This week, Zero Punctuation reviews Furi and Song of the Deep.
July remains a rich month for indie games, ‘cos if you want to snag yourself some of that AAA dragon's hoard of plunder, probably best to do it when the dragon's all tired out from fucking me up the arse. So let's take a look at Furi; a game as unique as it is bad at spelling. I say unique; it very strongly reminds me of games like No More Heroes, Lollipop Chainsaw, God Hand and the like, but it's got no retro pixel art, no procedural generation, and large headed children don't get within seven leagues of a scary world, which, in today's indie circles, makes it jump out like a tarantula in a filing cabinet.
You play a mute albino Bob Marley lookalike, who everyone refers to as "Stranger". We never find out what his last name is, though; probably Thanfiction or Zinthenite. As the game opens, you're being held at the top of a magic space prison, and in order to escape, you must confront a series of colorful jailers and show them the true meaning of “stranger danger”. On the way, we learn bits and pieces about who we are and the nature of our impediment from enigmatic things said by our enemies and by an omnipresent pink man with the head of a cartoon rabbit, who might not be real. It reminds me of that time I took ketamine right before a job interview.
The initial thought from which Furi seems to have been developed is this: what if you took No More Heroes and cut out everything but the boss fights and crazy weirdos? Well, first of all, you’d have a fucking short game, but you'd also not have wasted hours of your life running down corridors murdering hundreds of random extras that are as much threat to you as a breadstick is to an industrial fan and shopping for t-shirts. And we'd now have all those hours spared to do something constructive, like stare at a wall or try to remember all the number one hits of the Spice Girls.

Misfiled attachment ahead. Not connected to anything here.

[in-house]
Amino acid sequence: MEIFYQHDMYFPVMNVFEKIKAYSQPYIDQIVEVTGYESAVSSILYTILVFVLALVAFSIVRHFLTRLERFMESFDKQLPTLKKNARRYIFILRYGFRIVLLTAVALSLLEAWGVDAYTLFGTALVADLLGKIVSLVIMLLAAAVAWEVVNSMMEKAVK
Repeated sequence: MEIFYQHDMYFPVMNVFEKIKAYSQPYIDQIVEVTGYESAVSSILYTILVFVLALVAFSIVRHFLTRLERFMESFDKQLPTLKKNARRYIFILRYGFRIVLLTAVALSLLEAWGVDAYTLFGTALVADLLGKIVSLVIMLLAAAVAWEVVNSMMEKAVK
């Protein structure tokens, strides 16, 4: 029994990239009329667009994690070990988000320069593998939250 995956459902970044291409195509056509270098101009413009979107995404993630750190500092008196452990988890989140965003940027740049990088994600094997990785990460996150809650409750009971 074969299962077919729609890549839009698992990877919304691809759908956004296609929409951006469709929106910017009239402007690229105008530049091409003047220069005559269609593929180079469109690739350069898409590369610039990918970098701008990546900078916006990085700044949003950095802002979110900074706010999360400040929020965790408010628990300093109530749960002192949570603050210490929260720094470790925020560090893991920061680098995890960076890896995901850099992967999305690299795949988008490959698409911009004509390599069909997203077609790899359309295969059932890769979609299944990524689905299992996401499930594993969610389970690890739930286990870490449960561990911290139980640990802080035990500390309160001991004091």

Furi would suggest that perhaps you could use the time you saved to walk very slowly through some very pretty landscapes it designed while a rabbit-headed man shows off his impression of Mark Hamill's Joker. I suppose it has to build up anticipation for the next boss fight somehow, but I wouldn't think it was possible for walking slowly along a fixed route to control like shit; it's probably because of the way the camera keeps switching from one crazy artful angle to the next, like my walk down the street to the newsagent is being directed by Alfred Hitchcock. But I guess these bits are vital for the story, in that they leave you confused rather than completely bewildered.
In the actual fights, you hack and, per chance, slash with your sword, but regardless, I'd be loathe to call the game a hack and slash when it also has many of the elements of a bullet hell shooter, such as bullets, shooting, and me yelling, “Hell! I totally fucking parried that, you asshole game!" The challenge comes from a mixture of pattern memorization, accuracy, and pure reflexes, but with varying amounts of each from boss to boss, which rather keeps things interesting. It also means that the difficulty curve is all over the fucking place, and more resembles a line graph showing my level of emotion during an average episode of Flipper. The hardest fights were the second and I think it was the seventh, but only because it had more stages than the fucking grieving process, and ended with a prolonged gauntlet of hazards that had to be dodged, and it's hard to predict if the dodge move will put you where you want or send you right into a burly sailor carrying two pints of bitter.
The last but one fight is really weirdly easy, but also not quite easy enough to be a subversive joke non-fight, like the one in No More Heroes, and, in any case, Furi is so short a game that one boss is a significant chunk, and throwing it away for a joke seems wasteful, like voting for the Libertarians. Furi's combat gets a wee bit parry-centric in the second half, and it won't last you very long if you are a hard games connoisseur, but it's original enough to make it worth giving a chance, you stingy fuck.